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Tackling Ebola anxiety: Why facts must conquer fear

Concern over world news is normal but fear that causes us to freeze up needs to be put in check


By Stephanie Weichert, C1 Contributor

As of this morning, America has two confirmed cases of Ebola in living patients on U.S. soil.

But the public is getting mixed messages.

In a Sept. 17, 2014 file photo, Ebola survivor Dr. Kent Brantly, former Medical Director of Samaritan's Purse Ebola Care Center in Monrovia, Liberia, testifies before the House Foreign Affairs subcommittee on Africa, Global Health, Global Human Rights, and International Organizations during a hearing on Ebola on Capitol Hill in Washington. (AP Photo/Susan Walsh, File)
In a Sept. 17, 2014 file photo, Ebola survivor Dr. Kent Brantly, former Medical Director of Samaritan's Purse Ebola Care Center in Monrovia, Liberia, testifies before the House Foreign Affairs subcommittee on Africa, Global Health, Global Human Rights, and International Organizations during a hearing on Ebola on Capitol Hill in Washington. (AP Photo/Susan Walsh, File)

President Barack Obama issued this statement: “In other words, if they don't have symptoms, they're not contagious.” However, he goes on to say that the CDC is conducting, “contact tracing, so that anybody who may have had contact with someone -- even if it was incidental contact, even if they weren't showing symptoms -- being able to identify who those individuals are and make sure that they are then being monitored in a way that allows us to make certain that the disease does not spread further.”

Does that mean even the government doesn’t believe that “incidental contact” can’t cause the transmission of the deadly virus? Is this a mixed message or are these really just extensive precautions put in place to ensure public safety?

Fox News issued a report today about the known cases of Ebola in America (a timeline of the virus can be found on the ABC News website.) Here is a summary of facts about the people who are alive and have either been successfully treated and discharged from the hospital or are currently undergoing a successful treatment plan for Ebola:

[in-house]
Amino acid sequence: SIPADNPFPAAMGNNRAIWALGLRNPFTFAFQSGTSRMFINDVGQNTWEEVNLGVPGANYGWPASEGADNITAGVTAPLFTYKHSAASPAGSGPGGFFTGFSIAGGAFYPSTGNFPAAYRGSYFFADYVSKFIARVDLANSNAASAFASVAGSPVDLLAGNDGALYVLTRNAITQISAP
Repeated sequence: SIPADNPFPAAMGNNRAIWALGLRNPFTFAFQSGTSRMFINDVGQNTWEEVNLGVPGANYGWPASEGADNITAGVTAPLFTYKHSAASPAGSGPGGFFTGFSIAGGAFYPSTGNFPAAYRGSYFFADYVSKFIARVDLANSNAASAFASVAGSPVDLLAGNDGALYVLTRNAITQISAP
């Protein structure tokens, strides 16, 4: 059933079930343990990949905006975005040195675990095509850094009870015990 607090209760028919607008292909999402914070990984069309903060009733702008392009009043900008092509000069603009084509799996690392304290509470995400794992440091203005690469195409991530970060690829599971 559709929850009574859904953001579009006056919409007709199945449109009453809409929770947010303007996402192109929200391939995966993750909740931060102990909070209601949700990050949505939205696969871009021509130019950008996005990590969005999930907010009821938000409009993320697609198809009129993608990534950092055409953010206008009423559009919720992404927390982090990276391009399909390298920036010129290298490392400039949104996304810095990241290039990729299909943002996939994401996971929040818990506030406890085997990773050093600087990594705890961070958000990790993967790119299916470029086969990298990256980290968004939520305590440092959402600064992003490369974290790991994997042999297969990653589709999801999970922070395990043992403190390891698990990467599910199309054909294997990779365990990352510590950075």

Nina Pham and Amber Joy Vinson, nurses – both in stable condition

  • Nina Pham, 26 and Amber Joy Vinson, 29, nurses who cared for the late Thomas Eric Duncan have tested positive for Ebola. Pham is being moved to a Maryland hospital that specializes in the deadly virus and Vinson has been transferred to Emory University Hospital in Atlanta. According to an NPR news report, both cared for Duncan at times without appropriate protective gear. According to the NPR report, although she is starting to feel well, Pham is still in isolation. She is reported to be in “good condition” and Vinson is deemed “clinically stable.”
  • Vinson is in an isolation unit in one of four hospitals prepared with biocontainment units for an infectious disease such as Ebola. According to a report by USA Today, Pham received plasma from Brantly who, following his recovery, carried antibodies against Ebola. Due to laws around patient confidentiality, no details about Vinson’s treatment plan have been released to the public.

Ashoka Mukpo, cameraman - recovering

  • A freelance American cameraman, Ashoka Mukpo, 33, was diagnosed with Ebola in Liberia and went to the Nebraska Medical Center for treatment and is recovering after receiving brincidofovir and plasma from Ebola survivor Dr. Ken Brantly. The Nebraska Medical Center is one of the four hospitals with a biocontainment unit and has successfully treated both Mukpo and missionary Nancy Writebol.